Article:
Over the years, I’ve seen many people using the terms “Marketing” and “Advertising” interchangeably. They are connected but very different animals. Marketing as the root word implies, is a function that focuses on the marketplace either for a business or a non-profit. So what’s a market? Well, to give you a simple answer, it is the space where your product and/or service can fill a need. Sometimes this space isn’t as obvious as you might think. In 1995 Polaroid Cameras did a study in their European market. When the 18-30 year old bought their camera they would take them to parties and make them part of their entertainment for the evening. So for this age group Polaroid’s market wasn’t in the camera market-space, it was in the entertainment market-space. This was a major insight as Polaroid used this information to create a TV advertising campaign titled, “Live for the moment.” This led to Polaroid seeing their sales double. If you really want to maximize your revenue you have to understand your market. It might be in a different place altogether. Thus how your customer perceives their market should drive how you respond to their needs. In other words, be who your customer needs, not force your brand or product on your customer.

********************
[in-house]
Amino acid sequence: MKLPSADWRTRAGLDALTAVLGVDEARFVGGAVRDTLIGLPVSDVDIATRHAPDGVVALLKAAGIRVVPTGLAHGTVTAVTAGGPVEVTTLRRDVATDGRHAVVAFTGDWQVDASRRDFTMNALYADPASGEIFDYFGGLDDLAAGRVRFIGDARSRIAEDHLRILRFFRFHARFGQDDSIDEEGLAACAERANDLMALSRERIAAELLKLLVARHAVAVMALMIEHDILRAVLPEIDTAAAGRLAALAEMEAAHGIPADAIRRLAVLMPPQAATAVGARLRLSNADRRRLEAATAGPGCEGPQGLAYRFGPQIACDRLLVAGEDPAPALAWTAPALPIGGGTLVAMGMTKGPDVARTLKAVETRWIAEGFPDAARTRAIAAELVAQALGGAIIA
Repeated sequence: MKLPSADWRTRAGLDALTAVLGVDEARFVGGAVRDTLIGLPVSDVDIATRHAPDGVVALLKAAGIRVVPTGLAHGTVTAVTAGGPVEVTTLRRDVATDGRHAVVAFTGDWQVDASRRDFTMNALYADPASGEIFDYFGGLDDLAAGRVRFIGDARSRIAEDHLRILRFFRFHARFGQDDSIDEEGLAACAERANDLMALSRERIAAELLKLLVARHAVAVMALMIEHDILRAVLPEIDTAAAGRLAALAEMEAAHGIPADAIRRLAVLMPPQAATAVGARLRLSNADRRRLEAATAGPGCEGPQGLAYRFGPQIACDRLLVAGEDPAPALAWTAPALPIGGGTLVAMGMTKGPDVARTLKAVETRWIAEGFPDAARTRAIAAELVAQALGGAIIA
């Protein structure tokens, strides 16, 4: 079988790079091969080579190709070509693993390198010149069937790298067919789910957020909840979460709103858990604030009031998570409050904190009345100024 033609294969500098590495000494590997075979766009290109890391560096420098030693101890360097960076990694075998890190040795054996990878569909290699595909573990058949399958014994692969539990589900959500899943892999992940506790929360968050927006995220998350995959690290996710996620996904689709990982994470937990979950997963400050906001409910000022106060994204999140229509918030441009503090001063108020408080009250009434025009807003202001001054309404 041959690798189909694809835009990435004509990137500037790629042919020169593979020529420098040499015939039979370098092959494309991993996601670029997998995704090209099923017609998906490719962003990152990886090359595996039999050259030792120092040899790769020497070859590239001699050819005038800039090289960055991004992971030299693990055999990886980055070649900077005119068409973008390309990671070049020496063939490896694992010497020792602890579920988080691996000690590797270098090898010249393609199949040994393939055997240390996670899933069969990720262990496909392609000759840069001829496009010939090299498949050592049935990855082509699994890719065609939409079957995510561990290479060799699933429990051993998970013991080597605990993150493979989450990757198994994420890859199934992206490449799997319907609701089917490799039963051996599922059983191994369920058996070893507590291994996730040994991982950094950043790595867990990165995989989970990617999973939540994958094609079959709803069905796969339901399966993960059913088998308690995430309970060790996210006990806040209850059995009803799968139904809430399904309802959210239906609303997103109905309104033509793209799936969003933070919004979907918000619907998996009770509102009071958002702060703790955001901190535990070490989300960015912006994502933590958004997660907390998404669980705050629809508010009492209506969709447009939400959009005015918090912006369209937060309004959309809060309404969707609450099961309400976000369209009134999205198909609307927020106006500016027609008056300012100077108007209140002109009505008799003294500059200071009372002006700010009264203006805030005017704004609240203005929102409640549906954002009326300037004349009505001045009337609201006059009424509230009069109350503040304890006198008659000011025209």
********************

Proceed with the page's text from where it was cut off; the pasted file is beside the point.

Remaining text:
So in the previous paragraph, Polaroid employed a study to find out how their customers in a specific age range was using their product. This resulted in a unique find for them. Only after they did the research did they create an advertising campaign. This campaign was focused on their findings and went straight after their target market of 18-30 year olds. If they were to have just explained about how great their camera is or how many features it has or even given a side by side comparison of another brand, they wouldn’t have come close to the results. This is the power of market research.
Whether you are starting a company soon, are in the start up phase now or are decades in, you can still ask yourself this question. “What is my businesses purpose?” and “Is it defined by my customers needs or by my products or services?” For example, a dance school may specialize in a specific style of dance. They may do well at competitions and even have some students go on to make it in show business. From an owners stand point it would be very easy to advertise, “Best Dance School in town,” or “Learn from the best,” or even “We produce hollywood stars!” But before you go and make that your next campaign, ask your customers why they signed up at your school. The answers might surprise you. In my Martial Arts school, we would ask all of our prospects and customers why they were interested in the Martial Arts. 11 years later, I’ve compiled the data.